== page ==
First Look: Annie Leibovitz At Work
First previewed here last August, Annie Leibovitz: At Work is finally wrapped in those little brown Amazon fold-boxes and hitting doorsteps everywhere.
I have just spent the afternoon with my copy, which I pre-ordered when it first became available. It is a departure from the previous picture books she has published, the main difference being much more back story to go along with the photos.
What to Expect
Originally, I expected to get a more nuts-and-bolts, gear-and-technique type book. But instead the she spends the time on her experiences surrounding approximately two dozen different sittings and projects.
Instead you are taken along with her on her shoots, almost as if she is sitting down after each one and talking with you about it over a cup of coffee. Much space is given to her approach, what she is thinking, problems to be solved, photographer-subject interaction and the like.
From the comments I get in the On Assignment posts, it is clear that many people put a premium on this type of information. From my perspective I have sometimes found that hard to understand. (Just shut up and tell us how to light it, Flash Boy...)
But having read through Leibovitz's book, I find her openness and honesty about the process to be far more valuable to me than the lighting stuff. The cover may show her inside of a typically Leibovitz lighting setup, but the book is not about lighting. It is more to get you inside her head.
If you are a fan of her work, you will find it very enjoyable -- and come away with a much better understanding of her motivations and how she works. If you are sick of her, this book will only make you more so.
Count me among the former.
The book comprises her entire career to date. She revisits the early days at Rolling Stone, the American Express ad campaign, Vanity Fair, etc. She spends time on those multi-panel "big pictures" that did for VF, too.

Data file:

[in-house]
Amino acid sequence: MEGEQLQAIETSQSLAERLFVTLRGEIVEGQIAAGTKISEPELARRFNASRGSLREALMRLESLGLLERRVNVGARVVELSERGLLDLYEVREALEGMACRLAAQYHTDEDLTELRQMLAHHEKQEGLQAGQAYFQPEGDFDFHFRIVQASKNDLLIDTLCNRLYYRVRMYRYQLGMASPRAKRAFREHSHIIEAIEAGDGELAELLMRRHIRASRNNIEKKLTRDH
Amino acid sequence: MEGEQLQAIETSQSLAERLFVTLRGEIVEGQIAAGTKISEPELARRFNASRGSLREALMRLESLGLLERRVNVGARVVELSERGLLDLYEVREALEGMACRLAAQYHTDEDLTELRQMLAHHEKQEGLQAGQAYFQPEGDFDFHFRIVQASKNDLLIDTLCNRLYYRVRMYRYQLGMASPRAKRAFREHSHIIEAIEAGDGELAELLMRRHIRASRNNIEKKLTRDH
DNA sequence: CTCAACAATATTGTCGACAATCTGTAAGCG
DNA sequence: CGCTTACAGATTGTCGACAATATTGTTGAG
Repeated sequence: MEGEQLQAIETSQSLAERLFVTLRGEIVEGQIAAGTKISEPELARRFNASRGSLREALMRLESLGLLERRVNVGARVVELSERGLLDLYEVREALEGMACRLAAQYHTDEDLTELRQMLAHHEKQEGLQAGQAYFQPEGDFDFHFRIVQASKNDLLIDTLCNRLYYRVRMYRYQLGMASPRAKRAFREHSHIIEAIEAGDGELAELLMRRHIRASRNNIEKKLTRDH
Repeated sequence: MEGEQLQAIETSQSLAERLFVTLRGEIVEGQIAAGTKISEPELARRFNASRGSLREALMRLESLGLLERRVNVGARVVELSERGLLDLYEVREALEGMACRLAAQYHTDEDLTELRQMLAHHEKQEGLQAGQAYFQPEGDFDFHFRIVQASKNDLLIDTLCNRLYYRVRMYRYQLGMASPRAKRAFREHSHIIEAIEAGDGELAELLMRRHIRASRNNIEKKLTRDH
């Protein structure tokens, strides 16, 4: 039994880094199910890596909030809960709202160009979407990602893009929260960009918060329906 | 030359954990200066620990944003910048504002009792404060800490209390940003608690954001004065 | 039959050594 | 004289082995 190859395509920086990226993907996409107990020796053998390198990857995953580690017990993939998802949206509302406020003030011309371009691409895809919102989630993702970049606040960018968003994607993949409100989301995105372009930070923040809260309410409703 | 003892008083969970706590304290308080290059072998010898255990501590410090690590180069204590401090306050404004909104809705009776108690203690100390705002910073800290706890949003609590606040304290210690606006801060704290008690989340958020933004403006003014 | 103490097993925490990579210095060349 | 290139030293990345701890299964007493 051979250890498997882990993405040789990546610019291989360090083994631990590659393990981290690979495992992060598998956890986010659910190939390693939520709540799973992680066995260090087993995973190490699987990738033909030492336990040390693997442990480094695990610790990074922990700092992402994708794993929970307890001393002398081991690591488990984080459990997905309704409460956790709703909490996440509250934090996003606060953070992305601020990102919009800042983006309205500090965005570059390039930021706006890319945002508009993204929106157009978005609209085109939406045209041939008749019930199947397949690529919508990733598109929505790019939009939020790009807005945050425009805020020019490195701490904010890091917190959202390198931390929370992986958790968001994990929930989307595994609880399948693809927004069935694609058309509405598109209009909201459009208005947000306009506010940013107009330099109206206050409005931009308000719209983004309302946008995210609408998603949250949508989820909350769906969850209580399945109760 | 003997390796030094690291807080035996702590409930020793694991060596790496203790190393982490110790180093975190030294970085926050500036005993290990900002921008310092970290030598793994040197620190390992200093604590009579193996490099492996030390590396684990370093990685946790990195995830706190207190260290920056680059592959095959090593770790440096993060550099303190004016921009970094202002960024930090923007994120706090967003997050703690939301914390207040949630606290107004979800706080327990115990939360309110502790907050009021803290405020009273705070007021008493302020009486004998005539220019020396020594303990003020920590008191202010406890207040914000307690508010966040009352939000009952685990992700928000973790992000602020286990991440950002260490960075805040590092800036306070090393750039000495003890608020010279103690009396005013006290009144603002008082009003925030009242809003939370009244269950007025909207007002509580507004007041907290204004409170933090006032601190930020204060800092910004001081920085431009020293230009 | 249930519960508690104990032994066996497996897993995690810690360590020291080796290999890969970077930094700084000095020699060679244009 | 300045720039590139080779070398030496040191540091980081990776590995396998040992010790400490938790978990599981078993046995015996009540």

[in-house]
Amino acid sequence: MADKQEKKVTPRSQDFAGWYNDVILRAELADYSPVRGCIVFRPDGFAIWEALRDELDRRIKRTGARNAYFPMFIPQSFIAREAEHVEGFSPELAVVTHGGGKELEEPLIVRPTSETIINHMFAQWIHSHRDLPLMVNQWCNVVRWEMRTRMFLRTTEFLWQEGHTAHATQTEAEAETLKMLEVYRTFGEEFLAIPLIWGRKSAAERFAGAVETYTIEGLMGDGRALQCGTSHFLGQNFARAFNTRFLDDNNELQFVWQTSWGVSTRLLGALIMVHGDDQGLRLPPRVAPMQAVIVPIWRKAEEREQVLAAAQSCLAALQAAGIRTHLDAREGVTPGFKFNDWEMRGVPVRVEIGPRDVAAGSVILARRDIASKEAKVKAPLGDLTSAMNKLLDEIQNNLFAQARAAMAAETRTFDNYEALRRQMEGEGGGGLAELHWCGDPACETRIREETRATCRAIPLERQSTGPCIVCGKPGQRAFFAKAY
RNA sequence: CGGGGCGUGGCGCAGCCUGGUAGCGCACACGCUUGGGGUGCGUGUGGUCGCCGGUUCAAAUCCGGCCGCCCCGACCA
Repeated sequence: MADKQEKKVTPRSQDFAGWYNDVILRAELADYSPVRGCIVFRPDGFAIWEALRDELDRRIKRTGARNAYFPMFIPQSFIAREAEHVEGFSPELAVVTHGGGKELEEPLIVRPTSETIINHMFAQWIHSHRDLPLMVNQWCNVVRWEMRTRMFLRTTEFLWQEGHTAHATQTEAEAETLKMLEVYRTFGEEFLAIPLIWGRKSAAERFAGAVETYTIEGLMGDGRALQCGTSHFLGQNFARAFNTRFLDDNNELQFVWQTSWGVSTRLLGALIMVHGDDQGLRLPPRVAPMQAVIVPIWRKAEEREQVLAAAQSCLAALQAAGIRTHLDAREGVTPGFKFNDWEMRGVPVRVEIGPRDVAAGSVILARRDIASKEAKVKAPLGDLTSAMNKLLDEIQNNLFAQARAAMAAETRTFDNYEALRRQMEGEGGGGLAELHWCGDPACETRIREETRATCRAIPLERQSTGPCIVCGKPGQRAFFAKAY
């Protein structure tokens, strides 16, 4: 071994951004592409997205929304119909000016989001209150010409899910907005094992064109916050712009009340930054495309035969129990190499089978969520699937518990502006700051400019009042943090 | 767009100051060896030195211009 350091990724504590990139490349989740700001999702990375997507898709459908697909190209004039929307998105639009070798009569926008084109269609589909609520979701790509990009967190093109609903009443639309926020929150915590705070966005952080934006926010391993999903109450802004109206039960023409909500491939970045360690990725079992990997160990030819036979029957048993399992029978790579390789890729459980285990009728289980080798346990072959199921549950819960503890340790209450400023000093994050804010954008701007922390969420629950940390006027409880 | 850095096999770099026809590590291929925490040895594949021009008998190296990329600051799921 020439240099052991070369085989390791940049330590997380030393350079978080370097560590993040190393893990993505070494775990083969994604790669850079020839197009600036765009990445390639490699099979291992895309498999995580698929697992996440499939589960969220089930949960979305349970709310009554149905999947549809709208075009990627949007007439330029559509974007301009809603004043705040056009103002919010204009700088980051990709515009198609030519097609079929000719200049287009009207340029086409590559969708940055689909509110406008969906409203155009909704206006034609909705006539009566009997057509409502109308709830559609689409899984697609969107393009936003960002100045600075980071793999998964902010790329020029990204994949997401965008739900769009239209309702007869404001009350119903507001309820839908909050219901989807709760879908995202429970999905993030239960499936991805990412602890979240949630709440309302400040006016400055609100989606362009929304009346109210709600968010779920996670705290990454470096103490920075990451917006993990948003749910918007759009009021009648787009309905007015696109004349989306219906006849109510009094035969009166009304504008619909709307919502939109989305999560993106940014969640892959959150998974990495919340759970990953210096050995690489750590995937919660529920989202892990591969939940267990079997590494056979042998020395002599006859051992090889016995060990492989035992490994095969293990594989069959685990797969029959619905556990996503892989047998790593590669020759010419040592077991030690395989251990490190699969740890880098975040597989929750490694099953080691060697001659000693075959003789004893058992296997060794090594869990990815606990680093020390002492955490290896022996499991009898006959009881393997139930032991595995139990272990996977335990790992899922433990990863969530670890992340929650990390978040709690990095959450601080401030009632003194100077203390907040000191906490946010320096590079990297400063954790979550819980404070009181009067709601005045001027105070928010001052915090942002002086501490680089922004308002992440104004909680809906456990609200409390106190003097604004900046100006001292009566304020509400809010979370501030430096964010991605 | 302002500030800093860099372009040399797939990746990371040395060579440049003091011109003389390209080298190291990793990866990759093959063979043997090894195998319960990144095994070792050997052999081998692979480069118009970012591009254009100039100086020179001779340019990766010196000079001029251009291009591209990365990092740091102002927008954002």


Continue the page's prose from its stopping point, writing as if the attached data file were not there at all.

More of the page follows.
For those of you who are not near a Borders or some other big book store, I did a quick thumb through of the book simply to give an idea of the photos-to-text ratio. While not a picture book per se, it is very much a book about photography. And by that, I mean a look at everything that goes into Leibovitz's photography.
You'll remember the YouTube video (since pulled) of her session with The Queen. Having seen footage from that shoot, it is very interesting to hear her talk about it, too. She devotes ten pages to that shoot, and includes each of the photos approved released from it.
I was surprised to find that not one, but two of the Queen photos are composites. Also, I found it oddly gratifying to read how the whole thing seemed to be coming apart at the seams in Leibovitz's mind. Of course, she was still able to make four gorgeous historical portraits despite her internal panic.
That tells me much more than the shoots with her Hollywood pals who will do damn near anything for her. I expect that this is a book I will read a few times at different levels, trying to glean what information I can that will help me with my own portraiture.
She does spend a chapter on gear: Cameras, lighting, fans, music, etc. But that is not the focus if the book.
Which is fine. The lighting stuff is physics. A trained monkey can do that, my friend Jed Kirschbaum is fond of saying. (I would note that Jed shoots mostly available light, tho.)
What I am interested is learning more about the difference between the way I think and the way someone like Annie Leibovitz thinks. And for that, At Work foots the bill.
If you have gotten a copy already, sound off in the comments. More voices, the better. Didja like it? Didja not? Why? Why not?
Annie Leibovitz: At Work is available at Amazon.com and, soon, at bookstores everywhere.
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